It's hard out there for a reader. There are so many books to read, and there's so dang little time, you want to be sure you're spending your time and money on something you'll really enjoy. Don't you think?
Perhaps at one point in your life, you've thought, "Gee, if only there were a way for me to know right away if I'd like this new book or not."
Today, I have the answer.
As you may know, I'm currently in the midst of what is turning out to be a pretty exciting experiment in serial storytelling. Every month, I'm publishing a new episode in a long whimsical adventure series called The Strange and Marvelous Adventures of Puddle. It's sort of Lewis Carroll meets Roald Dahl in Neil Gaiman's house. When I publish one episode, I have no idea what's going to happen in the next one; the reader and I are both discovering the story as it goes along.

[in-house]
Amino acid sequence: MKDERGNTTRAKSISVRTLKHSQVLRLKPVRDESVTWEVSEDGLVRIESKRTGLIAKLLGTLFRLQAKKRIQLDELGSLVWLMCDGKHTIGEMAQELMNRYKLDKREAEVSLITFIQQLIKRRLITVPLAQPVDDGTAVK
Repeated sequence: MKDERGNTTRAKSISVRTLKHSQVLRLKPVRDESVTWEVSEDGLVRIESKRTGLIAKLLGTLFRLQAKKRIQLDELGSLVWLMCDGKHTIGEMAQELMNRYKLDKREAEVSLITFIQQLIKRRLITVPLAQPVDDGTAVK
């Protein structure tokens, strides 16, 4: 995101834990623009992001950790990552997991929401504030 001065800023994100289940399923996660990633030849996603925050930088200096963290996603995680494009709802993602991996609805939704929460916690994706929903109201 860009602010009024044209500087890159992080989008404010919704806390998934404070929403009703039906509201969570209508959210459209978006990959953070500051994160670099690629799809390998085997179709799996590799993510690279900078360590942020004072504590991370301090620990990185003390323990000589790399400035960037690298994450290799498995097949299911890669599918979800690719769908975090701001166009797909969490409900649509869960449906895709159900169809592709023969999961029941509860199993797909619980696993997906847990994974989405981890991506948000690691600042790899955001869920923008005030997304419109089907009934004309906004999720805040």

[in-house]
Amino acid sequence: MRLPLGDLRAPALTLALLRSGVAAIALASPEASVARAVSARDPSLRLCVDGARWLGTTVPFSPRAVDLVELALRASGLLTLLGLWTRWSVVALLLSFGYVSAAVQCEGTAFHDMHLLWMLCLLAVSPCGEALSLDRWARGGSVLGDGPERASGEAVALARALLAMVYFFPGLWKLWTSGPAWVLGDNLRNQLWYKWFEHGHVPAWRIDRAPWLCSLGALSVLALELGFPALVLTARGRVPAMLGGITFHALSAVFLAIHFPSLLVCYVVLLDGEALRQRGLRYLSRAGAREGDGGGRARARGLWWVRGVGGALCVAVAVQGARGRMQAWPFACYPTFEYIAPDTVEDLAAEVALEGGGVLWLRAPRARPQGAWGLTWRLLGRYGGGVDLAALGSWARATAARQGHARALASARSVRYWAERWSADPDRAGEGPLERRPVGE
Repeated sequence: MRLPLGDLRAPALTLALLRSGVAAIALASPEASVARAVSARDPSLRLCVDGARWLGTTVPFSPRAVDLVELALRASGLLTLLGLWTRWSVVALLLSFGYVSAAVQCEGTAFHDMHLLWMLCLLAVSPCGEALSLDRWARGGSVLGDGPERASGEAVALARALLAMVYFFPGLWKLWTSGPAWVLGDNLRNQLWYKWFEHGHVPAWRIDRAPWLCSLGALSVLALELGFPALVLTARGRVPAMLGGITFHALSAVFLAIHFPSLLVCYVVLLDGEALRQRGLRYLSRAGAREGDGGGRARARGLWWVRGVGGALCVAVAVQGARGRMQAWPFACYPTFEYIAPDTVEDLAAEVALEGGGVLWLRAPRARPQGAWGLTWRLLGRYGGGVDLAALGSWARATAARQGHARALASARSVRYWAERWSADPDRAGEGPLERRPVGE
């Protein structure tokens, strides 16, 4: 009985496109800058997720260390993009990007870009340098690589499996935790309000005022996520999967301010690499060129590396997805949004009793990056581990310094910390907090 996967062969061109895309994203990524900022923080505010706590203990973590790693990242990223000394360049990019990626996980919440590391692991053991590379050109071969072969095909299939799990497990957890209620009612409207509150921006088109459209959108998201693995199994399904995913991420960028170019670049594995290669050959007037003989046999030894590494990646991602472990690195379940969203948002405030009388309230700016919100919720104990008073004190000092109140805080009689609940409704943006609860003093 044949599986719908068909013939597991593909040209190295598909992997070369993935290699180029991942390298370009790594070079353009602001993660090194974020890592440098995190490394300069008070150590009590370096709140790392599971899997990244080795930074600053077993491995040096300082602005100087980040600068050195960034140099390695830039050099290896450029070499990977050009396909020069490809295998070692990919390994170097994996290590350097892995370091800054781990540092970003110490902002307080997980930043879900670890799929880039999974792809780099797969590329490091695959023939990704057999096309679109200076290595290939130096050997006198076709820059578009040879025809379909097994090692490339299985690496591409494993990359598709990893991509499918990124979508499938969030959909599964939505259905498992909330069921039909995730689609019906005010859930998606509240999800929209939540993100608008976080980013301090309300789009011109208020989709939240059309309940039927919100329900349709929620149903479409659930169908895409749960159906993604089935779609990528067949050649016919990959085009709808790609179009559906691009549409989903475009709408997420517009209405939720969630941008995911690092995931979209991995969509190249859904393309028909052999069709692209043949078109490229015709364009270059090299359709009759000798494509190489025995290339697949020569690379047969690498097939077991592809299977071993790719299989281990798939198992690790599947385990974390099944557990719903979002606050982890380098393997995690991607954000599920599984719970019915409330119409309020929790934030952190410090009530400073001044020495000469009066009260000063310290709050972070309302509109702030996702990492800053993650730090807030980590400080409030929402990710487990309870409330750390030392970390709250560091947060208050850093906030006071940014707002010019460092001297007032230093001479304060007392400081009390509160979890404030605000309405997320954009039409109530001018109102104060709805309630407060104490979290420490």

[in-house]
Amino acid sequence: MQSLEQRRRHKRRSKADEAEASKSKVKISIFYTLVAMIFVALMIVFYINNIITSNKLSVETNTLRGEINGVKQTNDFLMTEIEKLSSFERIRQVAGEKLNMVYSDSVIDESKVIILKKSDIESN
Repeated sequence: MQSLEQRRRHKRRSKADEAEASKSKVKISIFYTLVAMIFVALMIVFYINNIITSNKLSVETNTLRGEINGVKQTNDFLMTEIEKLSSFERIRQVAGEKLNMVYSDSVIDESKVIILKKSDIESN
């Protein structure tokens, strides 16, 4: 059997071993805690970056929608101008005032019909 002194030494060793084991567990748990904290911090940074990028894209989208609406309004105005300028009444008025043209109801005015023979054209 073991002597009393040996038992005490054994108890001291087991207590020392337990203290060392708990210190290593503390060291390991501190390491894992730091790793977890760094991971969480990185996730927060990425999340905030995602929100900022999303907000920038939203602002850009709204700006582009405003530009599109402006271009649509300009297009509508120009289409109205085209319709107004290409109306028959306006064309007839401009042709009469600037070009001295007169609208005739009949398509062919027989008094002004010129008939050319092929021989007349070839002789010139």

I'd love for you to start reading it (there are two episodes available as of right now), but I know you've got precious little time to waste on worthless gewgaws and pointless frippery. That's why I've devised a test to determine whether or not you'll like Puddle.
It's very simple. All you have to do is read the following list. If at least 9 of the 15 items on this checklist appeal to you in any way, it's official: You're going to love Puddle. And guess what? Today (June 1) and tomorrow (June 2), the first episode is 100% free.
Ready to take the test? Okay. Here we go. (No cheating.)
Which of the following items appeals to you? (Mentally select all that apply.)
- Lots of explosions
- A certain type of cannibal
- A very thoughtful cow
- Impeding insanity
- Cities made of ash
- Brooding strangers who may be part eagle
- Large and mysterious doors that appear out of nowhere
- Very old, mysterious manors with slanted floors and walls that fall away for no reason whatsoever
- Sinkholes full of tentacle monsters
- Lethal watermelons
- Magical cupcake frosting
- Secret laboratories
- A talking leaf who is also royalty
- A werewolf who is also a blacksmith
- A leg that's really mostly tree